Dr. Cox:  I think physicians who treat allergy should have expertise in the local and regional aerobiology.  This is not something that one learns in primary care training and it’s important when you’re evaluating a patient and planning to prescribe specific immunotherapy that you are very familiar with the regional aerobiology.

Dr. Bernstein:  The outcome that we see in our surveillance site – two years, no fatalities – may be a result of improved medical practices on the part of board-certified allergists.

Dr. Wallace:  We also teach the patient ways to avoid their allergens, ways to treat their disease and ways to understand and recognize if there’s and adverse event such as anaphylaxis.   Above all, we need to be able to treat anaphylaxis in the office setting and teach the patient to make us aware of delayed reactions if they occur.

Dr. Lanier:  It doesn’t always matter how good allergists are.  It’s what the perception is in the general community.  Studies we’ve done at the College show that primary care physicians don’t really necessarily feel like allergists have a special pool of knowledge.  And if you look at what we do and what we own – such as anaphylaxis, nobody else wants to fool with that; and drug sensitivity and immunotherapy, primarily because of its risk.  Now, the risk is being removed, which would play to a larger audience and in some respects even the diagnostics because with limited numbers of sublingual immunotherapy modalities; i.e., grass and ragweed for the most part (and grass doesn’t really apply to the Southern portion of the country) the blunderbuss effect occurs because people say it doesn’t matter what you’re allergic to, we’ve only got one or two things to treat you with anyway.  And even if you’re not grass-allergic you might get value from it.  So the question we’re going to get in the next couple years, at least from the family physicians and others, is why do we need you except for things we can’t manage ourselves like urticaria or extreme asthma?  Certainly not for allergy, which is generally covered as a portion of the curriculum for family physicians, interns and pediatricians.  They feel they do a good job in pharmaceutical management and therefore our role at some point is going to have to be redefined.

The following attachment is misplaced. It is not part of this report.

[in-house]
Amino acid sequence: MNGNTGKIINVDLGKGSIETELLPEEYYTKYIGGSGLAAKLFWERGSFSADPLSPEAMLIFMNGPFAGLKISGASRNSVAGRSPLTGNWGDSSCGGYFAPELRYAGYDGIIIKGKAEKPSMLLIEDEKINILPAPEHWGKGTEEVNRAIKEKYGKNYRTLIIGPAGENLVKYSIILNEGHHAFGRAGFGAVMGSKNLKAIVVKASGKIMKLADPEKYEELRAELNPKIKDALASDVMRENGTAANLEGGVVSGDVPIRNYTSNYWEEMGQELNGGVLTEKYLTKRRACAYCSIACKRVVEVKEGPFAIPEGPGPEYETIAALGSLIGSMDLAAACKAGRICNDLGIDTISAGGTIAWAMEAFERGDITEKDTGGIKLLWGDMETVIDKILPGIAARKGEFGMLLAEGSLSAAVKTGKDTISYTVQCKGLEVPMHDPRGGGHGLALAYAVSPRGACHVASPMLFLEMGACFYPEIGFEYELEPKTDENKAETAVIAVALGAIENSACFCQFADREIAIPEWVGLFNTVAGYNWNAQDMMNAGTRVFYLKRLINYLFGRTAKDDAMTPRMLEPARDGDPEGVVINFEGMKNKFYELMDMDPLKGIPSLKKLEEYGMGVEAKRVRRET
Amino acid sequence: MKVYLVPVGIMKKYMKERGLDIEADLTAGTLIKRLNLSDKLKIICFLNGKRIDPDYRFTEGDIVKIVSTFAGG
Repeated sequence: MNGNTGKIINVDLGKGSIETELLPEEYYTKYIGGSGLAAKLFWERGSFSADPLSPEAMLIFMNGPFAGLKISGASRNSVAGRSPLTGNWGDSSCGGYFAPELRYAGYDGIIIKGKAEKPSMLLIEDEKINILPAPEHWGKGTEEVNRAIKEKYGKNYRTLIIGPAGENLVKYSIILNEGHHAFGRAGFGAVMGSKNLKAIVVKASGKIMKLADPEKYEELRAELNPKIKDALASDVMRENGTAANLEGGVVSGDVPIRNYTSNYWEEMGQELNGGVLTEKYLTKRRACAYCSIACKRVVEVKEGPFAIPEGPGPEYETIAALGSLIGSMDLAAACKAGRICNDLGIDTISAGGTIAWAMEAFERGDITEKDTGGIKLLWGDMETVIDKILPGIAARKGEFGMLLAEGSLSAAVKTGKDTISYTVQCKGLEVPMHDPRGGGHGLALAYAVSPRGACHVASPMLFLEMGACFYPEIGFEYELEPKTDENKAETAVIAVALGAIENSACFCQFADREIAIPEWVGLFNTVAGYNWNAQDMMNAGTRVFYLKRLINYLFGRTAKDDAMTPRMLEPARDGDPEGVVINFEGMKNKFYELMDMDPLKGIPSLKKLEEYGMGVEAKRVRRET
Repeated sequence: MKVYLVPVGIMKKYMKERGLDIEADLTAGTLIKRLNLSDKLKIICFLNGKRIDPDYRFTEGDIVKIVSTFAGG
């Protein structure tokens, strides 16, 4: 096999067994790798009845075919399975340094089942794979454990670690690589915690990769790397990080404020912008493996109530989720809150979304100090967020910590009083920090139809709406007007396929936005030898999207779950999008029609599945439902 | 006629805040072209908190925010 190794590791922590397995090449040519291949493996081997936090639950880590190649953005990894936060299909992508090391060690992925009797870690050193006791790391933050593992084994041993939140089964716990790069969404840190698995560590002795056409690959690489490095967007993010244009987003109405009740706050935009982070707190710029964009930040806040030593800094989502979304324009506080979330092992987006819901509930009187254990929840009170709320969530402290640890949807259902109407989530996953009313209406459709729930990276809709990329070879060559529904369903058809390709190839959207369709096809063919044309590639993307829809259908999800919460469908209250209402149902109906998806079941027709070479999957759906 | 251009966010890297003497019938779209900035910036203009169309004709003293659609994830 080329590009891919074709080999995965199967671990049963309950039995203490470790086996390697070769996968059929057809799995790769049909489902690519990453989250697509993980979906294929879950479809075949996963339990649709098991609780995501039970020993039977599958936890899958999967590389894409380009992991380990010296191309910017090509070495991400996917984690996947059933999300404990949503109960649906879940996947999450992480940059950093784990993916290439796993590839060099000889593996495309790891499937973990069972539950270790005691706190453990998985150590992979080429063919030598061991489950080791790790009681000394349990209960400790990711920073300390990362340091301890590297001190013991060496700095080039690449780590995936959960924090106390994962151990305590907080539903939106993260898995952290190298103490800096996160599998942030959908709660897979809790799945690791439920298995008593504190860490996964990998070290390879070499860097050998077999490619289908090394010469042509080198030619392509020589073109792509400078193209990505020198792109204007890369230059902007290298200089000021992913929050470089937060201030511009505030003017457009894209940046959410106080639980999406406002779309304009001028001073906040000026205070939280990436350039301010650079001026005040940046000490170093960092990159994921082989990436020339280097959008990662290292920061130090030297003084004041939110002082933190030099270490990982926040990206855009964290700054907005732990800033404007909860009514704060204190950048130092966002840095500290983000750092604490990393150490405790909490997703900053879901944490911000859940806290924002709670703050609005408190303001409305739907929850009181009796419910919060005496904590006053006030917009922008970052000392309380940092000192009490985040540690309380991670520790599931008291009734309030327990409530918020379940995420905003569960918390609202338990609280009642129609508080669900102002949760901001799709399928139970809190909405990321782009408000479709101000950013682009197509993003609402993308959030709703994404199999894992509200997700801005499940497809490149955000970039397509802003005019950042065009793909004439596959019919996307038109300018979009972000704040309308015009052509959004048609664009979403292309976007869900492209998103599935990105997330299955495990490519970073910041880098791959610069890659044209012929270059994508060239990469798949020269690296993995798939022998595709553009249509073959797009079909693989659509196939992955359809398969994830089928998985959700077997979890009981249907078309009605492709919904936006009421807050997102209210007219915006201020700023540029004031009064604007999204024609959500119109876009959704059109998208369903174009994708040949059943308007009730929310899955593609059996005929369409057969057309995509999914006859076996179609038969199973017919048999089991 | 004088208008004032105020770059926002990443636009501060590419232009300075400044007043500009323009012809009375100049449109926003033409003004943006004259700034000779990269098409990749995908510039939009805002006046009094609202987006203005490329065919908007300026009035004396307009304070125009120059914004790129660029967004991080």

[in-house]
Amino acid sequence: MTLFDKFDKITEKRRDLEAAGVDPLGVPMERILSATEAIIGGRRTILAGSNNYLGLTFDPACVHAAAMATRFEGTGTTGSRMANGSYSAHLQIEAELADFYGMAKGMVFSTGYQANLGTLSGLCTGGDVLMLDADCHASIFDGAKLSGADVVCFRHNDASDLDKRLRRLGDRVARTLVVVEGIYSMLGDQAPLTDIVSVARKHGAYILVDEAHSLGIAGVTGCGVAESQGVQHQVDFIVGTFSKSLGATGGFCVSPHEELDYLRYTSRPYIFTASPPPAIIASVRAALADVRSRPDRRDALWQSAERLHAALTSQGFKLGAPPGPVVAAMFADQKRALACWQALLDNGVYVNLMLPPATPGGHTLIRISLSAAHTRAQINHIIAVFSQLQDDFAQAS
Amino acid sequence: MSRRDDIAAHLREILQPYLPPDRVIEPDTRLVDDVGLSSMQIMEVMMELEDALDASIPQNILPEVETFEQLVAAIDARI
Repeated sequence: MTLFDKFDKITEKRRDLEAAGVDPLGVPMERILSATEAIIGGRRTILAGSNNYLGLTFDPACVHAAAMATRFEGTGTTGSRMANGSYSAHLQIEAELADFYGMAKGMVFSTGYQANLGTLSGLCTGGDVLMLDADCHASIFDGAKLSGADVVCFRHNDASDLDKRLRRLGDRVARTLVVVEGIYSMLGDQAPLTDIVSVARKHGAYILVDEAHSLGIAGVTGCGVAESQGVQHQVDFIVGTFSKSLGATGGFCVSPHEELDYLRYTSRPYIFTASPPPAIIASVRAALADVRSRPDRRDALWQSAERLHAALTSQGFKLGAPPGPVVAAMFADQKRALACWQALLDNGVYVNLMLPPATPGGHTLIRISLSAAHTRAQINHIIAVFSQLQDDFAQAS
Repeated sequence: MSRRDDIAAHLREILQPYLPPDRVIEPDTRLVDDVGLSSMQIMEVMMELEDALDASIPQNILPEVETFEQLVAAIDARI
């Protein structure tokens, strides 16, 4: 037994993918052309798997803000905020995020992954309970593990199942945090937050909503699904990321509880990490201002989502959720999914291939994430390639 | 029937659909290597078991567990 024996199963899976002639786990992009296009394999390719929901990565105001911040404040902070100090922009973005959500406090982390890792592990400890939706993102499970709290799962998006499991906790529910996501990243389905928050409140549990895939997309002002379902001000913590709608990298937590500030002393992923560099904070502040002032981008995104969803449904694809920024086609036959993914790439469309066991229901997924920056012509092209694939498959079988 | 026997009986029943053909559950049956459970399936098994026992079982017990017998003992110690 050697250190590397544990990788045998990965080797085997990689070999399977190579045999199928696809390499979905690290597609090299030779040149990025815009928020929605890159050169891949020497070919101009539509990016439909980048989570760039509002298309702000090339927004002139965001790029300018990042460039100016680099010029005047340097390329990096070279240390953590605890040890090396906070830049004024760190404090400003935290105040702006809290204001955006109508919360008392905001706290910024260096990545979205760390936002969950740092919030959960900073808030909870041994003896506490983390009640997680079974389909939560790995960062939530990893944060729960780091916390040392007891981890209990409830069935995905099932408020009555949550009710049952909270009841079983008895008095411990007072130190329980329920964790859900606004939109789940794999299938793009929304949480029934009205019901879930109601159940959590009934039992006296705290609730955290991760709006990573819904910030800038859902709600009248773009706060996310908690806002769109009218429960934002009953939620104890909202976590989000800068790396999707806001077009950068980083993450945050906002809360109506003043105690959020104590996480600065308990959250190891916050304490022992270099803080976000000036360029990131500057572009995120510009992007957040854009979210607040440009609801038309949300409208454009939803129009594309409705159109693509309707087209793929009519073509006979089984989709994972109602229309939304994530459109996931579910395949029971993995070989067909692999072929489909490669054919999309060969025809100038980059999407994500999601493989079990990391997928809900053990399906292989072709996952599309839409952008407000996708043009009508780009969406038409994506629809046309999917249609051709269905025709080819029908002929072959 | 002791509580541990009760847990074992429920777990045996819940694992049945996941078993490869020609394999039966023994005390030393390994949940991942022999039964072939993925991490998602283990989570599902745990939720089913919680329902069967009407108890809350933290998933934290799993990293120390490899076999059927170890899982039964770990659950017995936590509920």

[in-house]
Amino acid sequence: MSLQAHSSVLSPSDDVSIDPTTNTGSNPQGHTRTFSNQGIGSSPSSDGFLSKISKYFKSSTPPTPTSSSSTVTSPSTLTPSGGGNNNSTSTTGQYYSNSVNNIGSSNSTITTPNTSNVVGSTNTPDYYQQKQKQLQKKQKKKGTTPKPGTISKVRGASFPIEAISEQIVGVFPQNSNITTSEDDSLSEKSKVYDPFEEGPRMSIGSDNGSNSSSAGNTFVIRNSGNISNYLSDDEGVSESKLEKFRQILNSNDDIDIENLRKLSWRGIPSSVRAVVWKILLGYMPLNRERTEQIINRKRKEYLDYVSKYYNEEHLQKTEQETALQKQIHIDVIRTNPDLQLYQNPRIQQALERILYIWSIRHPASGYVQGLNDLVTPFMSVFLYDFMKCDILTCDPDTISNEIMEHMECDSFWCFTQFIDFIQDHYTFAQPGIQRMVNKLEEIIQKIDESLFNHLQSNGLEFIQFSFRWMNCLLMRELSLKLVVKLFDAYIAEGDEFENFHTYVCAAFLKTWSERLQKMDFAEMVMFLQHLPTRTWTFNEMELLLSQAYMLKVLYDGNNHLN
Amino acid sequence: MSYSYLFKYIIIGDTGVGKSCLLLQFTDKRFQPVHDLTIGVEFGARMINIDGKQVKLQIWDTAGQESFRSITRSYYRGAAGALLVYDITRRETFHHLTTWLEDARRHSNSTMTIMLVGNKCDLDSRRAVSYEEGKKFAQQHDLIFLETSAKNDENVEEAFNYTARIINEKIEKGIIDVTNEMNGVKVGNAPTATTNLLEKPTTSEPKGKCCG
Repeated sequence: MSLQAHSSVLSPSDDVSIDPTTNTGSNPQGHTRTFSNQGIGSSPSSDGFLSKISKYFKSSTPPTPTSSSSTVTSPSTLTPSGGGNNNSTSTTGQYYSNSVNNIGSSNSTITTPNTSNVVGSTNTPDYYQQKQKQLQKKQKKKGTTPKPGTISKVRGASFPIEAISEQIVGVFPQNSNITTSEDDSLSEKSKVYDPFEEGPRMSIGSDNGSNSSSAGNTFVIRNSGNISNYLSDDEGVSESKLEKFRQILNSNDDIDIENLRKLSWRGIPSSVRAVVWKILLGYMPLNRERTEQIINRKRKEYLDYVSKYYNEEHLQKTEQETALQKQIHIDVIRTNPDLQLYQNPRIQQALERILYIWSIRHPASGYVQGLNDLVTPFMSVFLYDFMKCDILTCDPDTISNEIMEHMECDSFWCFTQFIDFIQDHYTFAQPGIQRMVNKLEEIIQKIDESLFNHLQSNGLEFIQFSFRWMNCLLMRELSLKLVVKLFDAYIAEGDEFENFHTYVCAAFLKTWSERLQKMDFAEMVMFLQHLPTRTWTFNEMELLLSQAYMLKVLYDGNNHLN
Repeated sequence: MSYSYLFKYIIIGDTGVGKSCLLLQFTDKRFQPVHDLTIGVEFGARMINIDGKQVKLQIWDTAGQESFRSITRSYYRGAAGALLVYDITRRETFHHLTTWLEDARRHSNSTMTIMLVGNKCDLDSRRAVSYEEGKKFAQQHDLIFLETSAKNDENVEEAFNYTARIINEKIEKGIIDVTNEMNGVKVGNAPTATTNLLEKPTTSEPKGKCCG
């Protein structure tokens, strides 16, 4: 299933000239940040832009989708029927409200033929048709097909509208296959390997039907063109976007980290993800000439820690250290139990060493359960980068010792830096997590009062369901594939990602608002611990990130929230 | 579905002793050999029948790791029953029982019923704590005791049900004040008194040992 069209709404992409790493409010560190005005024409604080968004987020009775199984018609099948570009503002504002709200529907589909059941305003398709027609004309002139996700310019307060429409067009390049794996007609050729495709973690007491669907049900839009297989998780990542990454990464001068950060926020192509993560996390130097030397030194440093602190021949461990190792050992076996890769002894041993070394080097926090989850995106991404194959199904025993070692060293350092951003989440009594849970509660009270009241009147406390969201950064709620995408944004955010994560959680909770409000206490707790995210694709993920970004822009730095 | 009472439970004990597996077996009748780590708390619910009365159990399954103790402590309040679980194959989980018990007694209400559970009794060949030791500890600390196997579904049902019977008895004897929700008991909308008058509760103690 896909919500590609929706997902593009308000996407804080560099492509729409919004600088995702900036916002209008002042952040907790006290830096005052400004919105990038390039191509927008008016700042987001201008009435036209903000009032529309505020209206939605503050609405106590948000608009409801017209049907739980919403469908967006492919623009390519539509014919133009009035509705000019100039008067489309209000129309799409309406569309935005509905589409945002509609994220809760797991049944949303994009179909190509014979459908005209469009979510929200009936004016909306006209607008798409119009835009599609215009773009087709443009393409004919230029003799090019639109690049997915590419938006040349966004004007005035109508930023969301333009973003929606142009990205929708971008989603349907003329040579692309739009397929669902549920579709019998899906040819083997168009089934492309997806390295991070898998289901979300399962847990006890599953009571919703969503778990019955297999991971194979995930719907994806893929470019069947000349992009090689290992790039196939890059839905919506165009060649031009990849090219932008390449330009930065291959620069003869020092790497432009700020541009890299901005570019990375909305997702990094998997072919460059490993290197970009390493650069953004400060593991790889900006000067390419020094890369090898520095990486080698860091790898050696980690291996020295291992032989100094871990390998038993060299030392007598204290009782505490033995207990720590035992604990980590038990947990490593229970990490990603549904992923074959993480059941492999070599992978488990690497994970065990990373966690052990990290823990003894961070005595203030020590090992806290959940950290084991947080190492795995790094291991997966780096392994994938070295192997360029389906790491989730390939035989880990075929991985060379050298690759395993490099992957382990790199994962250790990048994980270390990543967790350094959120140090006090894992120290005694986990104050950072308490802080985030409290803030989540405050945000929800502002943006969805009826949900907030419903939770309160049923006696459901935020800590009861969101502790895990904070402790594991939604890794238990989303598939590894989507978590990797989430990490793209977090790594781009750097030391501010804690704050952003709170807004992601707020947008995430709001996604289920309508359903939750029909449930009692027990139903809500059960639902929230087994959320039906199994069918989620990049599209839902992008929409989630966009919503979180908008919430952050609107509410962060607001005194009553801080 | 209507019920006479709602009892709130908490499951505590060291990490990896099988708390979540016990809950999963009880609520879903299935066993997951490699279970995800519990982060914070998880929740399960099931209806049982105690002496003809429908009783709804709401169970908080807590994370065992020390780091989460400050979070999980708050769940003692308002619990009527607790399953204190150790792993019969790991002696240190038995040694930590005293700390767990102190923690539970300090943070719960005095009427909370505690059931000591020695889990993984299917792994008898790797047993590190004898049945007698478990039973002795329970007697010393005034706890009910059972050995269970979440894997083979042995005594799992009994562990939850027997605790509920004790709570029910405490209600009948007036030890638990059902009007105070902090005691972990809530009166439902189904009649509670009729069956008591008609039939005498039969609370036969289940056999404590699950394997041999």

Dr. Cox:  I see the glass as half full; I know we’ll be around.  For many years, immunotherapy has been the Rodney Dangerfield of medicine; it’s got second-class citizen status.  As we get better immunotherapy products and more data come out on the preventative and cost-effectiveness aspects of immunotherapy, it will start taking its rightful place in the treatment of allergic disease.  We really need to start promoting it.

Dr. Finegold:  And one of the things that came out of the Parameters is the expansion into other diseases.  Now, atopic dermatitis used to be managed by the allergists and then we lost it to the people who put steroids on it all the time.  Perhaps now we’re going to regain it because there’s some skill in treating atopic dermatitis. It’s not the same as treating allergic rhinitis, but you do get good results with immunotherapy, both SCIT and SLIT.